Outside the Box: Digital Marketing for Health Clubs

New digital marketing tools and shifting consumer habits have changed the game. Learn how The Claremont Club is playing to win.

  • August 12, 2019

Marketing new initiatives to club members or corralling prospects to increase membership isn’t what it used to be. With email, messaging services, social media, and the enormous amount of online clutter, today’s marketing departments are hard-pressed to create reliable campaigns that result in deep penetration and a productive response rate.

Even well-established clubs can get lost in the noise. Shannon Malooly, sales and marketing director for The Claremont Club, said she believes you need “marketing with a twist.”

Moving from Reactive to Proactive Marketing

“A lot of marketing is reactive, and communication is multidirectional,” Malooly said during her IHRSA 2019 session. “Customers have a larger voice now. They want results.”

In some ways, consumers run the show. Think about when you’re choosing a restaurant to dine at for the evening. You go to Yelp or a similar site and see what other consumers are saying. This is the space where a lot of buying decisions are made, and marketers have to be able to engage and react accordingly.

“Reactive marketing is the polar opposite of proactive marketing, because instead of working to anticipate changes in consumer markets, it usually takes place because of unforeseen or unplanned competition,” she said.

Marketing used to be more long range in its planning and execution. Now, with today’s trackable content management systems (CMS), it’s more spontaneous and responsive to events and messages that appear on multiple platforms. As a result, communications with consumers are instantaneous and public.

Another way marketing has changed, according to Malooly, is in the language you use when speaking to customers. Emails, social media, text messages—these communications have to sound genuine and direct.

“You have to think of it as a personal response. You have to use phrases, slogans, hashtags, and texts in the same way the audience speaks.”

Marketing 2.0: Optimizing Your Outreach with Digital Tools

Another aspect of marketing that’s changed is the availability of the club when communicating. Your members expect you to react quickly to their requests and feedback, particularly if it’s negative. These demands require that more people in your organization be involved in communications.

“Almost every employee has to be involved in social media,” Malooly explained. “Your entire marketing team really is the entire community at the club. Your voice has to be everywhere. You can’t just be in one place.”

The growing capabilities of your CMS provide a number of tools that eliminate redundancies and wasted effort. Technology innovations such as AI (artificial intelligence), TDA/RTDA (topical data analysis/regional topical data analysis), and geofencing provide a more targeted approach to consumer habits and spending patterns. This means your outreach should be optimized for maximum impact.

“You have to think of it as a personal response. You have to use phrases, slogans, hashtags, and texts in the same way the audience speaks.”

Shannon Malooly, Sales and Marketing Director

The Claremont Club - Claremont, CA

This has led to unique approaches to increasing market penetration, including:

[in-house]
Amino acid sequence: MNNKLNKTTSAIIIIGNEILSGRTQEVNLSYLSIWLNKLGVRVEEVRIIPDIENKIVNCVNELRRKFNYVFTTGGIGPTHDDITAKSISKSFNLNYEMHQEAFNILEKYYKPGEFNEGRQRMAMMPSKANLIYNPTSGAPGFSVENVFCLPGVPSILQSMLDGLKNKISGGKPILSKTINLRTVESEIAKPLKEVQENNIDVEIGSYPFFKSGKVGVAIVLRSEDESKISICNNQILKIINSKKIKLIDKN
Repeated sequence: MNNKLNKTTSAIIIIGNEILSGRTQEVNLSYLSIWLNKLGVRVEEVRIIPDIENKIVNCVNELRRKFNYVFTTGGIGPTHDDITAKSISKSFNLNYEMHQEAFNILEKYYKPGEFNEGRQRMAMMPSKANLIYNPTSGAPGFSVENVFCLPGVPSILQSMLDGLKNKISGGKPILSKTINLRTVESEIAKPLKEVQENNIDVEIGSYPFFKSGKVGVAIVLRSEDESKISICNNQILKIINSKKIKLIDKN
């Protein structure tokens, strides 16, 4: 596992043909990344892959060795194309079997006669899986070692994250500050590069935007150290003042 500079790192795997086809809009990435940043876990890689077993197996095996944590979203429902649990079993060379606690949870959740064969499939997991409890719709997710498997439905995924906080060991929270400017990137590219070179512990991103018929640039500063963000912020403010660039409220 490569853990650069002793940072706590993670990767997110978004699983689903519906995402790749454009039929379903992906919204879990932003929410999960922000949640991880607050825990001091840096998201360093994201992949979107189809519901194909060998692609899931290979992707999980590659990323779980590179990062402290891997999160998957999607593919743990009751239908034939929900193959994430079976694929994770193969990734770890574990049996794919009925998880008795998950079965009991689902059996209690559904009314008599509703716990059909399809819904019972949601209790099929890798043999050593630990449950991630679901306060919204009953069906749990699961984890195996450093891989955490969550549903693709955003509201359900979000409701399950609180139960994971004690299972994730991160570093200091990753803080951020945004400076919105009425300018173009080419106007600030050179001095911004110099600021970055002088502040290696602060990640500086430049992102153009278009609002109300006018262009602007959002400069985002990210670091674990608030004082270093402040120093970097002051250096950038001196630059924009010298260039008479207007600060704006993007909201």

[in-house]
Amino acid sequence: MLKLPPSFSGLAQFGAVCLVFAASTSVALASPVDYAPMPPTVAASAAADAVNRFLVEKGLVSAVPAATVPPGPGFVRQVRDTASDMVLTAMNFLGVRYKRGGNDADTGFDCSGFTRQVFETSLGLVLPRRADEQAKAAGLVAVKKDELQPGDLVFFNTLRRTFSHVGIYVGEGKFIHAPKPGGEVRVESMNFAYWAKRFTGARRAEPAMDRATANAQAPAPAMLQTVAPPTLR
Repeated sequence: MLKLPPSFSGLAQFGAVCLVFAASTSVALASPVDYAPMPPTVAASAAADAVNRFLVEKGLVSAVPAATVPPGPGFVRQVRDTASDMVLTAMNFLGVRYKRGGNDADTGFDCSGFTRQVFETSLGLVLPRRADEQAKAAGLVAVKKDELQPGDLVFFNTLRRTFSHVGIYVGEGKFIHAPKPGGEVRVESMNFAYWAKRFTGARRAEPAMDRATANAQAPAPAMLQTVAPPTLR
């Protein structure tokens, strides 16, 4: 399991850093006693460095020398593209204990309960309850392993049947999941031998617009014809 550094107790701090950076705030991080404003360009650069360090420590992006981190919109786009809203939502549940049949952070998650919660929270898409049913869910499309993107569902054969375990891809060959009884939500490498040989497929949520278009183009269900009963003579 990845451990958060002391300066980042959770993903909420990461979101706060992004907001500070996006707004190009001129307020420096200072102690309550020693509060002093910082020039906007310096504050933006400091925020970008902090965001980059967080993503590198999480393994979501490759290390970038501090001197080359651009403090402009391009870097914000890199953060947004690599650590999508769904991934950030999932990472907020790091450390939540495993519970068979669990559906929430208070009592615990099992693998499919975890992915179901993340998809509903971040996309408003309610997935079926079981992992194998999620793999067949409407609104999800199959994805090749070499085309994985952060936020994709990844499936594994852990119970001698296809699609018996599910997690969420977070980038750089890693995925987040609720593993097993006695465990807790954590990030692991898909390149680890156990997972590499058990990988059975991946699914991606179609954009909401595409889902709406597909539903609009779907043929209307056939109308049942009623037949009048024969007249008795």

• campaign differentiation;
  • impression-based marketing;
  • forced engagement;
  • traceable analytics.

These tools take into account everything from device usage to political views. This is a long way from the days when marketers relied on ZIP code, gender, and age data to create saturation-based initiatives.

Acting on Digital Marketing Data

While these digital advances increase the learning curve for marketing professionals, it also leads to a more complete and successful tabulation of your results.

“In traditional marketing, it was really hard to track and quantify where somebody came from, how they heard about the ad. Maybe they saw a billboard, or perhaps a friend told him joining was a good idea,” said Malooly. “With digital marketing, everything’s trackable. You can develop your marketing campaign based on true behaviors.”

As an example, the ability to track usage from clicks to time spent on a webpage helped Malooly and her team learn that their videos were too long. And they could tabulate how many people were opening their emails, and adjust their messaging accordingly. All of this data helped create more effective campaigns for The Claremont Club.

When using these tools, it’s important that you know where you’re starting from, said Malooly. You need to have a plan.

“Manage your resources to maximize impressions,” she said. “Track attrition with engagement rates, and determine your goals before you measure your outcomes.”

In the end, you should have relevant and measurable KPIs (key performance indicators) that help eliminate waste and create even more qualified sales leads.

Remaining Innovative and Bold

Technology is a fast-growing trend, and today’s Marketing 2.0 approach is sure to evolve as digital tools improve and consumer habits change. You have to remain innovative and bold in your approach.

“Content management systems are going to get bigger,” she said. “Automation is going to increase. You have to be ready for any change that’s coming your way.”

But while you need to stay head of the tech curve, Malooly stressed that consumers still need the human touch.

“You have to know when technology has its limits,” she said. “Nothing can replace an actual person or a handshake.”

“You have to know when technology has its limits. Nothing can replace an actual person or a handshake.”

Shannon Malooly, Sales and Marketing Director

The Claremont Club - Claremont, CA

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